int16_t var5; // 10
uint8_t var6; // 12
uint8_t var7; // 13
uint16_t var8; // 14
int16_t var9; // 16
int16_t var10; // 18
int16_t var11; // 20
int16_t var12; // 22
int16_t var13; // 24
uint32_t var14; // 26
} data_structure;

typedef struct __attribute__((packed)) {
 uint32_t var1; // 0
int16_t var2; // 4
int16_t var3; // 6
int16_t var4; // 8
int16_t var5; // 10
uint8_t var6; // 12
uint8_t var7; // 13
uint16_t var8; // 14
int16_t var9; // 16
int16_t var10; // 18
int16_t var11; // 20
int16_t var12; // 22
int16_t var13; // 24
uint32_t var14; // 26
} data_structure_2;

int main()
{
    printf("sizeof(data_structure)=%d\n", (int)sizeof(data_structure));
    printf("sizeof(data_structure_2)=%d\n", (int)sizeof(data_structure_2));

    return 0;
}

 

 which yields

 

sizeof(data_structure)=32
sizeof(data_structure_2)=30

 

 

If you feel a post has answered your question, please click "Accept as Solution".

That makes perfect sense! I've been writing C for 8bit and 16bit uCs for almost 20 years now, and I've never had this issue before, it's always fascinating to learn something new every day.

It's been a thing from before the first ANSI C was published:

AndrewNeil_0-1708789933295.png

 

Often referred to as "padding"

https://en.wikipedia.org/wiki/Data_structure_alignment

https://www.geeksforgeeks.org/structure-member-alignment-padding-and-data-packing/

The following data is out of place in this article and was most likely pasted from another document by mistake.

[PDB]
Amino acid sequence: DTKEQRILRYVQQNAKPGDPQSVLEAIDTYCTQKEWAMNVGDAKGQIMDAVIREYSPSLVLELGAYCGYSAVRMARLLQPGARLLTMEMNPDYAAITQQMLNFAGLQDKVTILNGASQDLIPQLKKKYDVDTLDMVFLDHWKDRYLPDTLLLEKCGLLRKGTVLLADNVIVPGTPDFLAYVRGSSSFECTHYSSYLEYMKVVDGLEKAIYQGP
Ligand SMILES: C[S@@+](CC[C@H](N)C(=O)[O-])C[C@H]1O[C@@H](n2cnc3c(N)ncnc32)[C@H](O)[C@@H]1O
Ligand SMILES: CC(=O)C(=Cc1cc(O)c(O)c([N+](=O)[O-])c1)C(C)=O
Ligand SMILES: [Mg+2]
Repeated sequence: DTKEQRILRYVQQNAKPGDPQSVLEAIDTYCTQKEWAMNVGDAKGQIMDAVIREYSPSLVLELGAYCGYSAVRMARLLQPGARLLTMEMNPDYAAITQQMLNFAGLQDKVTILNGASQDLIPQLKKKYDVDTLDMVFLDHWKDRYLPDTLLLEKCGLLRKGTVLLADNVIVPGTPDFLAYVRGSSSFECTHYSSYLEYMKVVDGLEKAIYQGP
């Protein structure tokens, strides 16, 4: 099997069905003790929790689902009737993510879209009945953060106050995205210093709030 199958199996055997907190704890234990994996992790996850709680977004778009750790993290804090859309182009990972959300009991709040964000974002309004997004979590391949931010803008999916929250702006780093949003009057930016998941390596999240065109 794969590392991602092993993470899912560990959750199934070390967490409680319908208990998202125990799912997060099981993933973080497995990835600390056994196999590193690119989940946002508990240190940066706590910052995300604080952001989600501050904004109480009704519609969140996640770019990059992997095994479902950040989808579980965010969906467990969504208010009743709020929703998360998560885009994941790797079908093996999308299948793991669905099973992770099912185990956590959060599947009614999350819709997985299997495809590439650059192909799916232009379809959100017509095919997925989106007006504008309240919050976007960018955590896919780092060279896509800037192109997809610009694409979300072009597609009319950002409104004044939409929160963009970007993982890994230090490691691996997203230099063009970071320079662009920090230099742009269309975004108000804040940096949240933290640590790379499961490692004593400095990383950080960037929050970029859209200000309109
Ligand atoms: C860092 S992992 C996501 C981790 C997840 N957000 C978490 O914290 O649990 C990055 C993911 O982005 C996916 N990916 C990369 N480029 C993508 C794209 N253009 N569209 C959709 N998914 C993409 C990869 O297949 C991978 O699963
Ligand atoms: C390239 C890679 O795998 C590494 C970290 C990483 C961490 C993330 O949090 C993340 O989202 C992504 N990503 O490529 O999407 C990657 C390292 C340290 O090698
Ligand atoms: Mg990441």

It's been a while since I read K&R's bible. 25 years or more. These small details sometimes elude me. That's why I still keep these aging books in my library.

This was a thing with 80386's 30 years ago.. and with MIPS / SPARQ / ARM7/9 RISC

Misaligned reads / writes slow things down, so structures in memory need to be optimized for access, whereas you want to pack structures at byte levels for files, storage and data transmission.

Cortex-M0 particularly intolerant of alignment

ARM ABI wants 8-byte / 64-bit alignments, but more of a long-term compatibility / future-proof

Tips, buy me a coffee, or three.. PayPal Venmo Up vote any posts that you find helpful, it shows what's working..

Other thing is don't use 8 or 16-bit variables for counters etc, for the sake of "size", it's not efficient

Use int's in for / while loops, or as array indexes, the code will be simpler, cleaner and faster.

Tips, buy me a coffee, or three.. PayPal Venmo Up vote any posts that you find helpful, it shows what's working..

@Tesla DeLorean wrote:

Other thing is don't use 8 or 16-bit variables for counters etc, for the sake of "size", it's not efficient


This often catches-out people coming from 8-bit micros!

Could also look at int_fast8_t et  al from stdint.h ...

https://cplusplus.com/reference/cstdint/